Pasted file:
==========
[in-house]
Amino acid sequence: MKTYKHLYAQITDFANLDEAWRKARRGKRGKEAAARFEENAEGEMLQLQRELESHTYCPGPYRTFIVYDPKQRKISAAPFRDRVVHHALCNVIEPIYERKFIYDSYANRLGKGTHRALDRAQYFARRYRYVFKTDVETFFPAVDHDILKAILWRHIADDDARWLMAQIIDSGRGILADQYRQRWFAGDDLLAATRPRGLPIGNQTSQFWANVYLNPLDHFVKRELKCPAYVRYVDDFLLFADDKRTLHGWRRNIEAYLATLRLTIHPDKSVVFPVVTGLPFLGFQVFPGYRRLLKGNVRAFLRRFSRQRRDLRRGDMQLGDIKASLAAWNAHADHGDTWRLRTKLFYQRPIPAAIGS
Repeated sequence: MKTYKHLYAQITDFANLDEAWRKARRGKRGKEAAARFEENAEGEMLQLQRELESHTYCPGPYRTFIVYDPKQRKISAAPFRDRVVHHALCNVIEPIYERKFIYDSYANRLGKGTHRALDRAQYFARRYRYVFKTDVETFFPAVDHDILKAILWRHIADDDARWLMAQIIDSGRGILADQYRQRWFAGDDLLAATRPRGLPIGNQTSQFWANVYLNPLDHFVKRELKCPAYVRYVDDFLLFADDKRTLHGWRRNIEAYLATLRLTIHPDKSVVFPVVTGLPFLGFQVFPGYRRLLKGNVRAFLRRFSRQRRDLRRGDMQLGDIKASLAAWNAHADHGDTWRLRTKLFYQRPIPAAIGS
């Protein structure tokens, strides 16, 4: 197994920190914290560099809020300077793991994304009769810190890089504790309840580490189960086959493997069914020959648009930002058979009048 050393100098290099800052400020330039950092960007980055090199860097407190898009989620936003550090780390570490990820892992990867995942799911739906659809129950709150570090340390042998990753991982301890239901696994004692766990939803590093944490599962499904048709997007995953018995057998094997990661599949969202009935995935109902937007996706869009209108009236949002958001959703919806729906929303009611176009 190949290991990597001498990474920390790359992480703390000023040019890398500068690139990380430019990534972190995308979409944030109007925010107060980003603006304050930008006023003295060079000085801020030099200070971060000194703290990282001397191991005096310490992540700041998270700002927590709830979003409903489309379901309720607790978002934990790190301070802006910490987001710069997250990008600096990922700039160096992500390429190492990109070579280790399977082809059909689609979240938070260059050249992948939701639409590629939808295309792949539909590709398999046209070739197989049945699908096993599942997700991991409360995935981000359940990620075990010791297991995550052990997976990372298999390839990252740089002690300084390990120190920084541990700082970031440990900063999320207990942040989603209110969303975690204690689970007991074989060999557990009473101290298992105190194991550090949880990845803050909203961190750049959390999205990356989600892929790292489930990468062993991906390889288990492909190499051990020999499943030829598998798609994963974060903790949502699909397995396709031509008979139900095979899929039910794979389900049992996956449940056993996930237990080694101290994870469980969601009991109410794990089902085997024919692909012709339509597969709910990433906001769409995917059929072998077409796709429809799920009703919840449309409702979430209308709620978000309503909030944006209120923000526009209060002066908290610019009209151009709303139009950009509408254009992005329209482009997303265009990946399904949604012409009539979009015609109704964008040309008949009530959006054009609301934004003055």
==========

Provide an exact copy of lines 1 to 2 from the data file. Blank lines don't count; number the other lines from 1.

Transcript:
[in-house]
Amino acid sequence: MKTYKHLYAQITDFANLDEAWRKARRGKRGKEAAARFEENAEGEMLQLQRELESHTYCPGPYRTFIVYDPKQRKISAAPFRDRVVHHALCNVIEPIYERKFIYDSYANRLGKGTHRALDRAQYFARRYRYVFKTDVETFFPAVDHDILKAILWRHIADDDARWLMAQIIDSGRGILADQYRQRWFAGDDLLAATRPRGLPIGNQTSQFWANVYLNPLDHFVKRELKCPAYVRYVDDFLLFADDKRTLHGWRRNIEAYLATLRLTIHPDKSVVFPVVTGLPFLGFQVFPGYRRLLKGNVRAFLRRFSRQRRDLRRGDMQLGDIKASLAAWNAHADHGDTWRLRTKLFYQRPIPAAIGS